Lindsay tries to close $3M gap on ball park improvement plan

Lindsay city council approves fundraising partnership for Olive Bowl/Kaku Park renovations, staff applies for $5 million parks grant

LINDSAY – Renovations at one of Lindsay’s most cherished sports fields have been on the back burner for the better part of a decade. Any hope of improving Olive Bowl/Kaku Park has come down to a major $3 million gap that the city hopes to bridge through new grants and fundraising opportunities.

Last week the Lindsay City Council voted in favor of a fundraising partnership with the Visalia Rawhide. The city plans to sell tickets for the Rawhide’s May 14 game in their Budweiser Redzone. The city will have 100 tickets to sell, hold a pregame interview to talk about the renovation, and has the opportunity to hold the 50/50 raffle during the game. While this is a charming effort to get the community involved to help fix their park, nobody is under the illusion that a night out at the Rawhide will raise $3 million.

“Obviously, we’re not going to close that gap on the project,” city manager Joe Tanner said. “I think it would be a good thing. Having little league involved in the process so they can kind of feel some ownership in the process. I’m planning on buying a bunch of tickets, giving them out to my employees. Worst case, we have a fun day at the ballpark.”

The most the city could get from ticket sales through their agreement with Rawhide would be $2,000.

Tanner said the grant money to renovate the park was “a little light to begin with.” During a presentation last month city staff stated that they have plans to renovate the parking lot, add a concessions storage building, add four and two row bleachers throughout the fields, drought tolerant landscaping, walking trails and stadium lights. Staff added that they plan on renovating a nearby well that was abandoned 20-30 years ago and use it for irrigations.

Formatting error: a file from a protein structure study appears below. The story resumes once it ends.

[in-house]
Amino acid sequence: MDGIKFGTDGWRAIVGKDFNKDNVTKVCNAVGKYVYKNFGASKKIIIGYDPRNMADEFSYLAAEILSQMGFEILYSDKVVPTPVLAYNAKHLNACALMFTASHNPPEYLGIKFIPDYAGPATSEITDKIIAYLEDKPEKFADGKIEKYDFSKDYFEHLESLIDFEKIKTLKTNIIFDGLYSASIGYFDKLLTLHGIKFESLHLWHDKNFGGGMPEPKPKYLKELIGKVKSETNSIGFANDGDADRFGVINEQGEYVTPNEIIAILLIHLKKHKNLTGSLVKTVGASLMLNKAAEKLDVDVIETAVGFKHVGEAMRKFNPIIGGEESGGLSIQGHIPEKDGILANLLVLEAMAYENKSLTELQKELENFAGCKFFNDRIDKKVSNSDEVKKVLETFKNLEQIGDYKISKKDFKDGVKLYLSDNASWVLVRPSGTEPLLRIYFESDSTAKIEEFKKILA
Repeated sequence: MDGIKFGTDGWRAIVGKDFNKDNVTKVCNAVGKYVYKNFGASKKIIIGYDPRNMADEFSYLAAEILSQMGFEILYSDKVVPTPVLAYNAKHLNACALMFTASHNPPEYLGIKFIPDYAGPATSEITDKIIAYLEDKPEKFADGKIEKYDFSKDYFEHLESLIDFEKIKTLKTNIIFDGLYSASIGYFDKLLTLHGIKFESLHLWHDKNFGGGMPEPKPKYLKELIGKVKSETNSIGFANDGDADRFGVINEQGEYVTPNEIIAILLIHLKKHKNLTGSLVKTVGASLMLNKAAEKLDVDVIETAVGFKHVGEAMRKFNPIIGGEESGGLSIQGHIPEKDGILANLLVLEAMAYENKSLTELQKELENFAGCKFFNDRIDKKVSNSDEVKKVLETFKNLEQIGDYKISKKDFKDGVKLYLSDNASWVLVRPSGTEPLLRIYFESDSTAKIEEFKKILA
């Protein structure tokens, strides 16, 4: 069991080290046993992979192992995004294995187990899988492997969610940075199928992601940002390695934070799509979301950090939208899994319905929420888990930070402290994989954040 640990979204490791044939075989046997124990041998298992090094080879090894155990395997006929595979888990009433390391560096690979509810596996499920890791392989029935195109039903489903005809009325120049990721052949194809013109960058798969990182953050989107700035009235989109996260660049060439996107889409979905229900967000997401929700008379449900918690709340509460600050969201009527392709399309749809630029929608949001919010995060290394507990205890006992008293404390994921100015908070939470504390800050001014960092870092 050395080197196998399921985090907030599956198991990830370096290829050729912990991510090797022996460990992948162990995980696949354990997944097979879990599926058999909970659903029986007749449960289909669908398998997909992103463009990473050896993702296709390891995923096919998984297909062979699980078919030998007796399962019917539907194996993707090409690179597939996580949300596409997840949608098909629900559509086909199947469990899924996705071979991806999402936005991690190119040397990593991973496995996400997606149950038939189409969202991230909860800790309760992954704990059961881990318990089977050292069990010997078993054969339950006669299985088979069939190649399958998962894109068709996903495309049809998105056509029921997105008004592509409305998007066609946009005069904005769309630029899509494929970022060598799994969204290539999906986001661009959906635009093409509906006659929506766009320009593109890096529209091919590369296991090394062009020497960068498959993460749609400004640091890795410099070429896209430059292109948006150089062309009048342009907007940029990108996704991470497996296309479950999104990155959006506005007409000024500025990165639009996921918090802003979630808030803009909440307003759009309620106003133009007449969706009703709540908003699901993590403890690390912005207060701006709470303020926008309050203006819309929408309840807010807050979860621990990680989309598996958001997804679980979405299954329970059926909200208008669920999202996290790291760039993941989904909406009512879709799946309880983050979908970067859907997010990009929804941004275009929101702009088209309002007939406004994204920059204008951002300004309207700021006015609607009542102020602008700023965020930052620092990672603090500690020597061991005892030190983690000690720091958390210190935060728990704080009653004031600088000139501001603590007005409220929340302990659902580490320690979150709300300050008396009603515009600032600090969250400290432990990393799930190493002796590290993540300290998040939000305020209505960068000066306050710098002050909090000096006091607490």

They also plan to add new trees, drinking fountains, trash receptacles, picnic tables, barbecue grills and an entry monument to be decided on later. The expected cost is $5.3 million, but even that estimate is expected to go up.

Tanner said the grants for the park were applied for in 2019 before “everything hit the fan.” He added that the economic impact of COVID-19 has delayed projects. By the time the city has issued contracts and have them approved the estimated costs of materials had risen.

“It seems like every round that we meet with the engineer and architect, the prices just keep going up and up and up,” Tanner said.

The two major items driving the costs and delaying renovations are stadium lights and concrete. “Those are the two things that are just killing us. So we’ve scaled the projects way back,” Tanner said.

The city has some time before they need to start construction. In that time they are applying for a $5 million grant to close the gap on Olive Bowl/Kaku Park, and then take a look at Harvard Park. Tanner said Harvard park is different because it won’t need most of the amenities that Olive Bowl/Kaku Park need which should allow $2 million to go further.

“Granted, it’s not going to be like city park, but it can be like a fully functioning, nice looking park for that amount of money,” Tanner said.

Tanner added that If the city is awarded the $5 million grant they are applying for, and they hope to be awarded in early spring, then the city plans on moving forward as quickly as possible, “before those costs get a chance to increase even more.”

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